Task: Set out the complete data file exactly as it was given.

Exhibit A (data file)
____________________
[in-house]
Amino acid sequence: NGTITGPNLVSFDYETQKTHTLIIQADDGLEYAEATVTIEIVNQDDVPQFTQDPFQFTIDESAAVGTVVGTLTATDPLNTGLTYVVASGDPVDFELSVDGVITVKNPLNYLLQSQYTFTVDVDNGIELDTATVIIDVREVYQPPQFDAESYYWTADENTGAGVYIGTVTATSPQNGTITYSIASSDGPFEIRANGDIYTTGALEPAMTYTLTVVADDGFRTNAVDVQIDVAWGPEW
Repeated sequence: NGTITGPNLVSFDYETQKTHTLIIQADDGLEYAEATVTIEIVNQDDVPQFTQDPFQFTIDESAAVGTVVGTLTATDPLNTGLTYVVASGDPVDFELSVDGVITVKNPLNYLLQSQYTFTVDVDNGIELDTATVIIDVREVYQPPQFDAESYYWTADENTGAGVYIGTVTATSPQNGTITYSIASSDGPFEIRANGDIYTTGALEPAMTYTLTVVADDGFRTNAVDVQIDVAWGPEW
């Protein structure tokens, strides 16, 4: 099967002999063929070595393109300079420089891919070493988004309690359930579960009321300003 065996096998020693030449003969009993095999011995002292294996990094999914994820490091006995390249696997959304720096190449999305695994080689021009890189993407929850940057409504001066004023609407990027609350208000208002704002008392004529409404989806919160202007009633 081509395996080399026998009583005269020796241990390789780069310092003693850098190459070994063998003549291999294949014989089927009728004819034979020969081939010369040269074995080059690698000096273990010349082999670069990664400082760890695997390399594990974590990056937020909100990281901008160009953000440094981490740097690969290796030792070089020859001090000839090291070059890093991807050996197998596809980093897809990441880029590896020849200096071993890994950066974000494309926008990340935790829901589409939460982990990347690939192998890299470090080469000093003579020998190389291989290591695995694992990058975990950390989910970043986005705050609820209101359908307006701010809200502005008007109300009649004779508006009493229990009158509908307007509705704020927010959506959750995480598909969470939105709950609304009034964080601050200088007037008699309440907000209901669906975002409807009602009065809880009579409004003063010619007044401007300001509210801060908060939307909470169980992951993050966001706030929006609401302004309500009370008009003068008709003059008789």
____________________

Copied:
[in-house]
Amino acid sequence: NGTITGPNLVSFDYETQKTHTLIIQADDGLEYAEATVTIEIVNQDDVPQFTQDPFQFTIDESAAVGTVVGTLTATDPLNTGLTYVVASGDPVDFELSVDGVITVKNPLNYLLQSQYTFTVDVDNGIELDTATVIIDVREVYQPPQFDAESYYWTADENTGAGVYIGTVTATSPQNGTITYSIASSDGPFEIRANGDIYTTGALEPAMTYTLTVVADDGFRTNAVDVQIDVAWGPEW
Repeated sequence: NGTITGPNLVSFDYETQKTHTLIIQADDGLEYAEATVTIEIVNQDDVPQFTQDPFQFTIDESAAVGTVVGTLTATDPLNTGLTYVVASGDPVDFELSVDGVITVKNPLNYLLQSQYTFTVDVDNGIELDTATVIIDVREVYQPPQFDAESYYWTADENTGAGVYIGTVTATSPQNGTITYSIASSDGPFEIRANGDIYTTGALEPAMTYTLTVVADDGFRTNAVDVQIDVAWGPEW
């Protein structure tokens, strides 16, 4: 099967002999063929070595393109300079420089891919070493988004309690359930579960009321300003 065996096998020693030449003969009993095999011995002292294996990094999914994820490091006995390249696997959304720096190449999305695994080689021009890189993407929850940057409504001066004023609407990027609350208000208002704002008392004529409404989806919160202007009633 081509395996080399026998009583005269020796241990390789780069310092003693850098190459070994063998003549291999294949014989089927009728004819034979020969081939010369040269074995080059690698000096273990010349082999670069990664400082760890695997390399594990974590990056937020909100990281901008160009953000440094981490740097690969290796030792070089020859001090000839090291070059890093991807050996197998596809980093897809990441880029590896020849200096071993890994950066974000494309926008990340935790829901589409939460982990990347690939192998890299470090080469000093003579020998190389291989290591695995694992990058975990950390989910970043986005705050609820209101359908307006701010809200502005008007109300009649004779508006009493229990009158509908307007509705704020927010959506959750995480598909969470939105709950609304009034964080601050200088007037008699309440907000209901669906975002409807009602009065809880009579409004003063010619007044401007300001509210801060908060939307909470169980992951993050966001706030929006609401302004309500009370008009003068008709003059008789």